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Syria’s wild, wild east

During the Iraq war, Syria’s tribes smuggled in Al Qaeda to fight the US. Now they’re helping them fight Assad.

Syria east 2012 8 14Enlarge
Smoke billows on August 4, 2012 in the Damascus suburb of Tadamun, the scene of heavy fighting which was retaken by government troops in the afternoon. The Syrian army now has the whole of the capital under its control, a brigadier-general told journalists visiting the southern neighbourhood which the general said was the last rebel bastion in the city to revert to army hands. (STR/AFP/Getty Images)

DEIR EZZOUR, Syria — Follow the news on Syria and it might seem that the civil war is playing out along a vertical axis running from Daraa, the uprising’s birthplace in the far south, through the capital Damascus, straight up to restive Homs and Hama and ending in the far north city of Aleppo, the country’s largest.

This is the Syria of the Levant, in the fertile rain shadow of the mountains that run along the eastern Mediterranean coastline.

But east of this urban spine lies the bulk of Syria’s landmass, a vast scrubland, flat, arid and scalding hot — an outgrowth from when colonial cartographers delineated Iraq for the British and Syria and Lebanon for the French.

It is tribal bonds, not urban elites, that matter for those living three hundred miles from the capital, along the lush banks of the Euphrates River, which runs from Turkey through eastern Syria and into Iraq’s Anbar province.

“All our fighters are from the tribes,” said Mohammed al-Aghedi, a member of the rebel Military Council for Deir Ezzour, the regional capital. “All the rural areas are under our control and the cities of Deir Ezzour, Mayadeen and Bukamal are a battlefield between us and the Assad army.”

One year ago, GlobalPost reported on the determination of Deir Ezzour’s tribes to maintain peaceful protests, despite killings and the kidnapping by the regime of one of their leaders.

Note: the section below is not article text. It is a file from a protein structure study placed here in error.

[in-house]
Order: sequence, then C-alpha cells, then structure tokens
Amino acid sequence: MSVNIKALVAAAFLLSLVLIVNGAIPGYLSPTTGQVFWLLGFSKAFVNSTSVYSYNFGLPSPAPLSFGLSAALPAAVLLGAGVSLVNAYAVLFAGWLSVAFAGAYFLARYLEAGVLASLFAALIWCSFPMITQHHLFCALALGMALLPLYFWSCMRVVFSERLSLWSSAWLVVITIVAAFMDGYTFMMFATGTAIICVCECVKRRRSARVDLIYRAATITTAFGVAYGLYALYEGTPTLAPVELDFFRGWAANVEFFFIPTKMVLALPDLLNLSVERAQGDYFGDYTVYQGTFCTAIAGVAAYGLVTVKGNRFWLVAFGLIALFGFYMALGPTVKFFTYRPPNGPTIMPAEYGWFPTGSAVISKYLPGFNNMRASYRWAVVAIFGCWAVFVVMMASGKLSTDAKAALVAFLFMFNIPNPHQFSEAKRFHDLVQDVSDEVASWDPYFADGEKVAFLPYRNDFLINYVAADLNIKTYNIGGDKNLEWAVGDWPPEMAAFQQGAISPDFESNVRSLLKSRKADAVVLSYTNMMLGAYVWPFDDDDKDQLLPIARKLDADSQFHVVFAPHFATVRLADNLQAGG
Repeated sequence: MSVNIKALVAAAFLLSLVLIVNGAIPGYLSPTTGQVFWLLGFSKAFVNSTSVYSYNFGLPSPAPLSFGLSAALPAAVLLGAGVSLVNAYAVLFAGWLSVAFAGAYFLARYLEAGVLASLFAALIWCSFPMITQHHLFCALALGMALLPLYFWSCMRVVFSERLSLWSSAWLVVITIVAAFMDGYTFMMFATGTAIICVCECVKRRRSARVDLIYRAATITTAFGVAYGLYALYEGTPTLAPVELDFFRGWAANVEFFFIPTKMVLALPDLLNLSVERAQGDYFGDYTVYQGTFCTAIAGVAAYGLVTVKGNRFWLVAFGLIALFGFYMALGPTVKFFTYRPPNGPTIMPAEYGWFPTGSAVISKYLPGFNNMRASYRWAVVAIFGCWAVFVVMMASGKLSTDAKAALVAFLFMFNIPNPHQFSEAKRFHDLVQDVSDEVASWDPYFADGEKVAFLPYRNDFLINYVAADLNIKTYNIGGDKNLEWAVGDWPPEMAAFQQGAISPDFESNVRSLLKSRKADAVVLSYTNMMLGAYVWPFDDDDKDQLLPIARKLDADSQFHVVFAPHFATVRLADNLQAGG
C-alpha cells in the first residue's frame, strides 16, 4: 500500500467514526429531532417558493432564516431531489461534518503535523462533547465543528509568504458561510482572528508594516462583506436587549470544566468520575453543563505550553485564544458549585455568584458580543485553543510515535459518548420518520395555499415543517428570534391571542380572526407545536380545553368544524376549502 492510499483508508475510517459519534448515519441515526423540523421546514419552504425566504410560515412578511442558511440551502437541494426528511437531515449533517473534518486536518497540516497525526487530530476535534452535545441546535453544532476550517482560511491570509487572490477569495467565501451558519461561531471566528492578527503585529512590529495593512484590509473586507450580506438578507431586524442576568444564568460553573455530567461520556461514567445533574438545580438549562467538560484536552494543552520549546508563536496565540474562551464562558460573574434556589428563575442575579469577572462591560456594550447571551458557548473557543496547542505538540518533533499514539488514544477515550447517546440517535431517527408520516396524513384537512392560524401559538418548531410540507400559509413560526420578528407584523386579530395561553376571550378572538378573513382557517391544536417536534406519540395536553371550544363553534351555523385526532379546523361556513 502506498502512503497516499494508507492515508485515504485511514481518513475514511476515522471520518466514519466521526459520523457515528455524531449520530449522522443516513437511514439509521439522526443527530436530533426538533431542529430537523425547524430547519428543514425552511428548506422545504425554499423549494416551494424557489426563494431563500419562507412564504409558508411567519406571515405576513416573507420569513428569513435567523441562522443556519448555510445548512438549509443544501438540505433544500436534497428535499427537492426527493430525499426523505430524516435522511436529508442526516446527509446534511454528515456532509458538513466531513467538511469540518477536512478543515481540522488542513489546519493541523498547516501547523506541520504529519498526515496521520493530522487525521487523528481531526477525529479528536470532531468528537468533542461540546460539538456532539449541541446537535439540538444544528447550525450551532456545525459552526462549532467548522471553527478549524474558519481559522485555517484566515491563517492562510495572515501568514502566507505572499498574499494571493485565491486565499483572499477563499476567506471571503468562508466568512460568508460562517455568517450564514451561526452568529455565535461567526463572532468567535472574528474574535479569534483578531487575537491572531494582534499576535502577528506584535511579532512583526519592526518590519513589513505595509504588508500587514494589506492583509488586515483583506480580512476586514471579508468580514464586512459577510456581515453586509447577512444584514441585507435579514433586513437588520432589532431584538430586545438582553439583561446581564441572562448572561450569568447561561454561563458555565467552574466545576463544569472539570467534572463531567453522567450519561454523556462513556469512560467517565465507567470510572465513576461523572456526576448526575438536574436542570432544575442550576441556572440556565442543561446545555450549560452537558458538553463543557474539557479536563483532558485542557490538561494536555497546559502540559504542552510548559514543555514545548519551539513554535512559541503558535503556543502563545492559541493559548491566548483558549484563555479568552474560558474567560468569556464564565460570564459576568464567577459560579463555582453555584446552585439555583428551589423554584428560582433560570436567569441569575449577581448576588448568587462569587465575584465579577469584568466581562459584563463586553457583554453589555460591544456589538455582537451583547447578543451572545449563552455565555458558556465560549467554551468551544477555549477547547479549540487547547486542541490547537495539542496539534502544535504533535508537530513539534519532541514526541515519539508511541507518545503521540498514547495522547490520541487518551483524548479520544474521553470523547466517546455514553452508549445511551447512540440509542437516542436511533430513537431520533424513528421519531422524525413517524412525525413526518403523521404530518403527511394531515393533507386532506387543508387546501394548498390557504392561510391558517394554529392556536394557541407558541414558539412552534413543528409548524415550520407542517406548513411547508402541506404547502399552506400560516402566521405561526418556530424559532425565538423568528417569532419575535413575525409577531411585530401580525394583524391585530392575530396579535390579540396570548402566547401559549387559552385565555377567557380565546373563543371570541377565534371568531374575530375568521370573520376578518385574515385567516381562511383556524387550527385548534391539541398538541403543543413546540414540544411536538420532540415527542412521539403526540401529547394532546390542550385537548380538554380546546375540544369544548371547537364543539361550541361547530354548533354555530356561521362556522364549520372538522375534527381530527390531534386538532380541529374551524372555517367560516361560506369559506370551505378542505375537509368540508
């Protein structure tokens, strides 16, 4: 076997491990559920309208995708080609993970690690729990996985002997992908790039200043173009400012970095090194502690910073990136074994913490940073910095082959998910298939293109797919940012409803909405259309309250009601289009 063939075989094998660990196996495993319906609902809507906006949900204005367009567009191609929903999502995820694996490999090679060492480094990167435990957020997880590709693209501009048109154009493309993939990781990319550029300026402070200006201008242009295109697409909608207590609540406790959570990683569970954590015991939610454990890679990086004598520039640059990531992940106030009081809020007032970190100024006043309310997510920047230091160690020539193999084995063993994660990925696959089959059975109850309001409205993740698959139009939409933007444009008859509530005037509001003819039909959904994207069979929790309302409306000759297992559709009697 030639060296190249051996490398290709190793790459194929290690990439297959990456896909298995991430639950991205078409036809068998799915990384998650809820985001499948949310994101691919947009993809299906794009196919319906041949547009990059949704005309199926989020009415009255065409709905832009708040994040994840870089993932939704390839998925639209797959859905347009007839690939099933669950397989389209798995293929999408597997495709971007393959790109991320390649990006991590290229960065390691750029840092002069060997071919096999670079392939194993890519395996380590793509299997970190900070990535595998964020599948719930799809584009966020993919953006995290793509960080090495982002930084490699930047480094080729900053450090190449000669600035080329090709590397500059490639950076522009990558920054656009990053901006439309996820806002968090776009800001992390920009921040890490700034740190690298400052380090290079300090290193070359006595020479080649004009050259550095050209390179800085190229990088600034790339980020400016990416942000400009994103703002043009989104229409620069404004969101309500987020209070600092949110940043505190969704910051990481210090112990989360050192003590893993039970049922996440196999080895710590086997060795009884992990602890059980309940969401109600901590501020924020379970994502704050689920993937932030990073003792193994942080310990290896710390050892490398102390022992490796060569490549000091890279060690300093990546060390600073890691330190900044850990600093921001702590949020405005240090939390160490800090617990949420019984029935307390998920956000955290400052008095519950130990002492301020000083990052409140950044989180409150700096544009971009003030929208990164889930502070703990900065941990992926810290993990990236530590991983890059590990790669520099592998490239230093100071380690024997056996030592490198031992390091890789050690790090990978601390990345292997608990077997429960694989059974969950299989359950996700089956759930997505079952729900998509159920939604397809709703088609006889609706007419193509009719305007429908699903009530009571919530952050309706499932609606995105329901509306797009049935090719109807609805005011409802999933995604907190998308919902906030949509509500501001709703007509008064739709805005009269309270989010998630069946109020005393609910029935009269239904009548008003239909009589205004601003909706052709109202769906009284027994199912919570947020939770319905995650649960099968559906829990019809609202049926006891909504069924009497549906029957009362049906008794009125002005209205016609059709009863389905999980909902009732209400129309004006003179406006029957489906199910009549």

More from GlobalPost: Despite provocation, Syria's powerful tribes cling to peaceful protests

A year on, and the regime’s ongoing violent repression, its failure to address the region’s basic needs and its policy of using the tribes to smuggle Islamic militants into Iraq have created a lethal blowback, both for its own struggle for survival and the fate of Syria’s civil war.

“The relationship was that between a monkey and a lion,” Abu Bargas, a Bedouin tribesman, told GlobalPost. “The moment the monkey falls from its perch the lion will eat it.”

Abu Bargas, with a face like tough leather, a traditional red and black scarf slung over his head, eagerly recounts “heroic adventures” smuggling foreign jihadis across the border at the behest of Syrian state security after the 2003 US-led invasion of Iraq.

Speaking to GlobalPost in a village between Deir Ezzour and Hassake, he said his tribe, the Shammar, went from smuggling sheep, guns and gas from Iraq into Syria — and drugs and diesel the other way — to ferrying hundreds of Arab Islamist militants “from Algeria, Tunisia, Kuwait, Yemen and mostly from Saudi Arabia” to wreak chaos in Iraq.

Political security officers “under Brigadier General Mohammed Mansoura,” he said, “were organizing the fighters from Damascus, Aleppo and Beirut airports. And then I and other smugglers organized the last 20 miles or so.”

Rather than cash payments, he said he would receive lucrative favors: The release of captured tribesmen or impounded goods; false passports; a blind eye from security services along the border. 

The administration of US President George W. Bush had repeatedly accused Syrian authorities of funneling foreign fighters into Iraq, an accusation denied by Damascus.

“The Assad regime wanted to engage the Americans in Iraq to stop them thinking about invading Syria,” said Sheikh Abu Hamza of the massive Baghara tribe, who is also imam of a mosque in Deir Ezzour city.

Abu Hamza said “hundreds” of the jihadis that the regime had sent to Iraq subsequently were arrested and imprisoned when they returned to Syria.

“How can a secular Allawite regime sponsor radical Sunni groups to fight for an Islamic state while it won’t let a Syrian citizen even establish an Islamic charity?” asked Abu Bargas. “This is the monkey and the lion: Today the same people who were smuggling fighters on behalf of the regime are smuggling fighters to attack the regime.”

On July 5, Iraq’s foreign minister said Al Qaeda-linked fighters were flowing from Iraq into Syria.

Abu Hamza said many jihadis jailed after returning from Iraq have since been released. “They spent years in jail and want to take revenge on the regime. They have close contacts to Al Qaeda and radical fighters in Iraq who have begun to look to Syria as a fertile land for jihad,” he said.

More from GlobalPost: Syria: The new land of jihad?

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